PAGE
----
- Directed by: Katrina Darychuk
- Adapted by: Sarah Ruhl
- Starring: Sarah Afful, Maev Beaty, John Jarvis, Craig Lauzon, Alex McCooeye
- At the Young Centre for Performing Arts in Toronto
Virginia Woolf thought of her 1928 novel Orlando as a kind of writerly vacation – a pleasure-seeking break from her experiments in feeling and form. Relaying the amorous adventures of a time-travelling, gender-fluid hero, the novel reads like a burst of linguistic energy. Its exuberant sentences have an air of the rococo, full of descriptive ornament and syntactical digression.
What’s a dramatist to do with a book that comes to life in its effervescent prose? Is there a powerful theatrical analogy for Woolf’s unbridled writing? American playwright Sarah Ruhl’s 2003 Orlando, which opened at Soulpepper Theatre in Toronto on Wednesday night, doesn’t seem too concerned with finding a unique way to transform text to theatre. It’s the sort of adaptation that might better be described as a clever abbreviation, rather than a visionary interpretation.
Ruhl’s modest reworking of the novel makes a director’s job more difficult, particularly if that director wants to do some real interpretive work. Still, it’s easy to see why Soulpepper, and director Katrina Darychuk, were attracted to Orlando, with its timely themes of gender, identity and sex. But rather than zero in on these topics, and pull out their potentially powerful relevance, the production is pervaded by a feeling of neutrality. There’s a sense that Darychuk has assumed that the imaginative groundwork has already been laid and that all she needs to do to bring the novel to life is tell the story.
Trouble is, Woolf, like other modernists, wasn’t much interested in stories. Orlando only works as a novel in the way it exercises aesthetics and form. It’s written like a mock-biography, with the narrator self-consciously speculating about truth versus hearsay, about what should or shouldn’t be divulged. All this modernist destabilization of authority is taken out of the play, which uses three actors (John Jarvis, Craig Lauzon and Alex McCooeye) as narrators. They circle the thrust stage and take turns speaking Woolf’s text. The effect is flat and democratic – all the unreliable, idiosyncrasy of Woolf’s single-voiced narrator is gone.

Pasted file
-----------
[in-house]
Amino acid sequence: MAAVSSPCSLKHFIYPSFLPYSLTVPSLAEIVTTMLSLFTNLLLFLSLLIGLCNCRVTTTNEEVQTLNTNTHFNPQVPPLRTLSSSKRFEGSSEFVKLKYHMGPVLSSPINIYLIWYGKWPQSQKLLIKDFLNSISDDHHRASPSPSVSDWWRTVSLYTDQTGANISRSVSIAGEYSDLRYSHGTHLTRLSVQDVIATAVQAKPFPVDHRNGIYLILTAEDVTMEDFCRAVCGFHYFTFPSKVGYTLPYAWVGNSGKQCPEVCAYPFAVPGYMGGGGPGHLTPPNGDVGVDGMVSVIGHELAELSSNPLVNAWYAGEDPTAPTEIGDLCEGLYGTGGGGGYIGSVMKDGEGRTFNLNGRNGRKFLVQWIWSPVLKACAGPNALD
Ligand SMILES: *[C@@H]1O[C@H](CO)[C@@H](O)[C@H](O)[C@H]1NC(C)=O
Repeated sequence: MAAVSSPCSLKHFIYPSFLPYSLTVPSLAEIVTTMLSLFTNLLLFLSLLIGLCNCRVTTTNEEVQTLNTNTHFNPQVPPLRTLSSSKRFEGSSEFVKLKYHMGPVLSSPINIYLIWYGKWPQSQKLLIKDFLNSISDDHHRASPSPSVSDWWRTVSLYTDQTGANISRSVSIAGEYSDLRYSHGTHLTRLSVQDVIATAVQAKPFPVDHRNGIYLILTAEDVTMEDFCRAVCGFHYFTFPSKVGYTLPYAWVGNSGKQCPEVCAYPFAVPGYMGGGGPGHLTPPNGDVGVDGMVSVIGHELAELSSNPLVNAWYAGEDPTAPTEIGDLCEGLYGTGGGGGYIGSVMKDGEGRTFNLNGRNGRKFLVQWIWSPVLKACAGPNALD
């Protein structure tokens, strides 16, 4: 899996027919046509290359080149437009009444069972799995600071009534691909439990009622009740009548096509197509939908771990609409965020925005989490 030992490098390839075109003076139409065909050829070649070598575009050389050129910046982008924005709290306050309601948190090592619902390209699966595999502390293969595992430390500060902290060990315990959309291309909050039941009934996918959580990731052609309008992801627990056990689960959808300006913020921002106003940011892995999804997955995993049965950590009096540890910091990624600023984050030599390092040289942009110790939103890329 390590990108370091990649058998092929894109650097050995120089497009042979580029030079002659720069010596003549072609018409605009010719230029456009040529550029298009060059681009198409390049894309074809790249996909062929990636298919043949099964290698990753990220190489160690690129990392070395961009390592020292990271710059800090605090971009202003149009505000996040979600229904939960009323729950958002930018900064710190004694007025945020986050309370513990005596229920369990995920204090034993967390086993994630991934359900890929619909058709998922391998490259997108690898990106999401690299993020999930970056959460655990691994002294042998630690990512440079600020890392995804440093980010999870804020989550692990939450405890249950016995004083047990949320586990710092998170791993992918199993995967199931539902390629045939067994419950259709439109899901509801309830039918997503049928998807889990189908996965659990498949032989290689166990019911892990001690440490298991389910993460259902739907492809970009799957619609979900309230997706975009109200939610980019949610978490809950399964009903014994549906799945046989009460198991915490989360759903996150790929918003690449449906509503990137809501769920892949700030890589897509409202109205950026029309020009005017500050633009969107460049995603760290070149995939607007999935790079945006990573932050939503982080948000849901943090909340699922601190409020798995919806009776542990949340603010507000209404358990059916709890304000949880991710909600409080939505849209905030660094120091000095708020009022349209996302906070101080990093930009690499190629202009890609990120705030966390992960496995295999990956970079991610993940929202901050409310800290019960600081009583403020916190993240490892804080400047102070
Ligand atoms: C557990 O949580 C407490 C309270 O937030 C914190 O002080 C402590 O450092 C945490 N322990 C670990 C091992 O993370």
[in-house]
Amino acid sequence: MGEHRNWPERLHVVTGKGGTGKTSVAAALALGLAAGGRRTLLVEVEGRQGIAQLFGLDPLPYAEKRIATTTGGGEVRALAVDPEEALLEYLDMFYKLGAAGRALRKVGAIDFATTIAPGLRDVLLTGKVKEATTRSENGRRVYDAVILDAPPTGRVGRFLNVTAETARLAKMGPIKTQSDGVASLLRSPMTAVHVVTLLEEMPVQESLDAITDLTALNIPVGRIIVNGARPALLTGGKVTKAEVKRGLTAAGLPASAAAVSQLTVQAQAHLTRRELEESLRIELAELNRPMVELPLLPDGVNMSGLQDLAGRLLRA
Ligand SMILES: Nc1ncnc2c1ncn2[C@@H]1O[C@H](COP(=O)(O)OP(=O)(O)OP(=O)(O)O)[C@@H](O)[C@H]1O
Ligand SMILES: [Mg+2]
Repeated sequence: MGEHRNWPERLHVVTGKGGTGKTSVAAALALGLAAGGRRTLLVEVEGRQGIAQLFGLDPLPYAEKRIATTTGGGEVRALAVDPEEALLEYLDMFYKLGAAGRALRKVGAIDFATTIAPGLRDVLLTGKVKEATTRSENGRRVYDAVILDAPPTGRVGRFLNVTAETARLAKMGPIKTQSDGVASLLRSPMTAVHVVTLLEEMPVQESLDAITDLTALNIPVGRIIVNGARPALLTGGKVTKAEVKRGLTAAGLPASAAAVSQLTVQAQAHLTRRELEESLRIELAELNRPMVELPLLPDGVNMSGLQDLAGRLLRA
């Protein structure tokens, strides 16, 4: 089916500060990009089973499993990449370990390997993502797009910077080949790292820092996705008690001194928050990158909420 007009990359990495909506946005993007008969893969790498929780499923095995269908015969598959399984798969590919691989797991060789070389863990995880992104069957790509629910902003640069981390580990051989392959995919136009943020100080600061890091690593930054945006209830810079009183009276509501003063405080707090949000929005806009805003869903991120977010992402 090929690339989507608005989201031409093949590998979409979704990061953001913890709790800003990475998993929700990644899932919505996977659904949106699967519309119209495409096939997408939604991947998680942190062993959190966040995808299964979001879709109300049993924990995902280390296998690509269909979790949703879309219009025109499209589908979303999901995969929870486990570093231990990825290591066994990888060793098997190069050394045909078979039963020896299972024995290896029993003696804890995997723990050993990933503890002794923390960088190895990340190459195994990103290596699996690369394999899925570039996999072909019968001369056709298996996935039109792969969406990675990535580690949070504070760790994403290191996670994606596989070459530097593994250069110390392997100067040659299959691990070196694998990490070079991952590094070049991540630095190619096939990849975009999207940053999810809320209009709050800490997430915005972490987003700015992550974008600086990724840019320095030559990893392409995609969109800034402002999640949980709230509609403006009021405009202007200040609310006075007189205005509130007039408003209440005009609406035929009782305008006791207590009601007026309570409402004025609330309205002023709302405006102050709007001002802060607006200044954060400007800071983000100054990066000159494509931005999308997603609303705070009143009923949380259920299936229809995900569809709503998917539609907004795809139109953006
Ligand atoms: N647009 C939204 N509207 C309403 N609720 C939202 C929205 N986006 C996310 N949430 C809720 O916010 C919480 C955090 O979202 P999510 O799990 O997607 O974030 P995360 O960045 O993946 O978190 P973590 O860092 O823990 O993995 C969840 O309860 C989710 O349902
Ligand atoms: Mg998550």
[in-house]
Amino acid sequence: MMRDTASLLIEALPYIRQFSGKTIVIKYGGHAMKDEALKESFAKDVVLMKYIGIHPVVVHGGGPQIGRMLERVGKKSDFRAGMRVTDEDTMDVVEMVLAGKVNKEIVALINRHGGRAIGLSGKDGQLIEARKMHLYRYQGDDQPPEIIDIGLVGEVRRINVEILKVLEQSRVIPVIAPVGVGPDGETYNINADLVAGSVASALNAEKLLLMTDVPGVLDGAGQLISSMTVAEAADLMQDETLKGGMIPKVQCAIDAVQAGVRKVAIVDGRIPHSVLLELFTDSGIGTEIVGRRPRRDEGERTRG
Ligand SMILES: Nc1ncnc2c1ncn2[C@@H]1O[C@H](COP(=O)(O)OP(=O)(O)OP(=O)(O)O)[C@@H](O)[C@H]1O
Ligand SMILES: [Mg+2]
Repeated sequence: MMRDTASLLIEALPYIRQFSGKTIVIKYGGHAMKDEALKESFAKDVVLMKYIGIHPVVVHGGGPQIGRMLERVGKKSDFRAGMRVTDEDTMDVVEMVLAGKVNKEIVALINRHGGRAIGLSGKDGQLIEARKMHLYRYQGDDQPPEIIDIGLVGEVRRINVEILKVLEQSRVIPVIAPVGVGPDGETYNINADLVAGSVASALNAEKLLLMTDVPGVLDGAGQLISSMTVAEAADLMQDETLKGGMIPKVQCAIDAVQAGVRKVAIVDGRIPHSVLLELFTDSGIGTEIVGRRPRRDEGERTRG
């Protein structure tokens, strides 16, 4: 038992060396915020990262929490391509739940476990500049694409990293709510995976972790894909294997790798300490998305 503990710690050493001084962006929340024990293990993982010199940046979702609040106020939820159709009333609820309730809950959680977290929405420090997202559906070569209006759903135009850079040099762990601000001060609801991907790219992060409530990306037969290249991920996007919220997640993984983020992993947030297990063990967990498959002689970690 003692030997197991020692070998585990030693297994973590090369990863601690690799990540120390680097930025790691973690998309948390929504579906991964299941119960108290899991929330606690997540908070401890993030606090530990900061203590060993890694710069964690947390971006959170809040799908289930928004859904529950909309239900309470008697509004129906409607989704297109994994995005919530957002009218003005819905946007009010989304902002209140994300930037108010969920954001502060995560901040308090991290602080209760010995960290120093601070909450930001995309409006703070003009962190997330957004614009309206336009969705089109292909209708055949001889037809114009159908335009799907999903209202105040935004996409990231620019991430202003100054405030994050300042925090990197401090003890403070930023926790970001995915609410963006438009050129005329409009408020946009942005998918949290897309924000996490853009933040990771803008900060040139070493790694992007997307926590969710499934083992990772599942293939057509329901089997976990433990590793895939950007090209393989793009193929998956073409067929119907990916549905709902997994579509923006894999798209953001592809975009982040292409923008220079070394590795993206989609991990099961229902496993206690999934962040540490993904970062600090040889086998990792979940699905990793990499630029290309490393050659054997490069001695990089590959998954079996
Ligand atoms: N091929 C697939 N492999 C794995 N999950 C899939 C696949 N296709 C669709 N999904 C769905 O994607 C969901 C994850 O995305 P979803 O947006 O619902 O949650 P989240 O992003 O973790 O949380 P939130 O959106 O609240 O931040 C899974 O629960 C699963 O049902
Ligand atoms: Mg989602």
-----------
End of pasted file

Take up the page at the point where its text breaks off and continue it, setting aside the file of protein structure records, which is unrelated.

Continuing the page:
The play begins with Orlando (Sarah Afful) as a nobleman in 16th-century England. He catches the eye of the aged Queen Elizabeth (played by Jarvis in a red wig). Taking an immediate, lascivious interest in the young man, the Queen proposes a game that, from a contemporary perspective, looks exploitative; Orlando must kiss the decades-older woman no matter what the outcome. But we’re given no sense of how Orlando feels about this harassment. The politics are glossed over; it’s a scenario without stakes. This feeling of a story that moves forward without conflict or resolution might summarize the production as a whole.
The novel is known for being sexually ahead of its time partly because of the way it makes gender-identity irrelevant to attraction. Today, Orlando might be considered pan-sexual, a person whose sexual taste transcends any cis/trans norms. The relationship at the novel’s centre is the romance between Orlando and the Russian princess Sasha (Maev Beaty), whom the hero originally assumes is a man. (Woolf wrote the title-character with her lover Vita Sackville-West in mind). Though Woolf’s ornate prose keeps anything explicit at bay, there’s still some really sexy writing here that suggests all kinds of sensual imagery.
Yet Darychuk approaches this romance with a Victorian reserve. There are no imagistic risks and little chemistry or corporeality between Afful and Beaty. Their sexual awakening has them fully clothed and momentarily entangled; it’s all very quaint and tame. Then, in the decisive moment when Orlando wakes up a woman in 18th-century Constantinople, the effect is anticlimactic, with Afful merely crossing the stage wrapped in a sheet.
Afful’s performance becomes increasingly rich and wry as the story goes on and there’s a funny turn from the compelling McCooey as a Romanian aristocrat. Gillian Gallow’s costumes invoke the textured splendour of the prose – and her decision to have Sasha soar well beyond Woolf’s own era, dressing her in the final scene like a 21st-century urbanite, attempts to locate the story in the here and now. But there’s an ongoing sense of lost opportunity when it comes to bringing Woolf’s images to life. Lorenzo Savoini’s minimalist design doesn’t manage to titillate our imaginations or transport us very far. Darychuk’s staging often looks muddled and can’t suggest the magic of travelling through time.
The underlying question is: What is this production about? Instead of distilling some key idea about love, sex, gender or time, there’s a mechanical feeling to the whole enterprise. Surely Woolf’s sensual tale of a transgendered person unmoored in time once felt risky and provocative. Here it looks stuffy and staid.
Orlando continues at the Young Centre until July 29.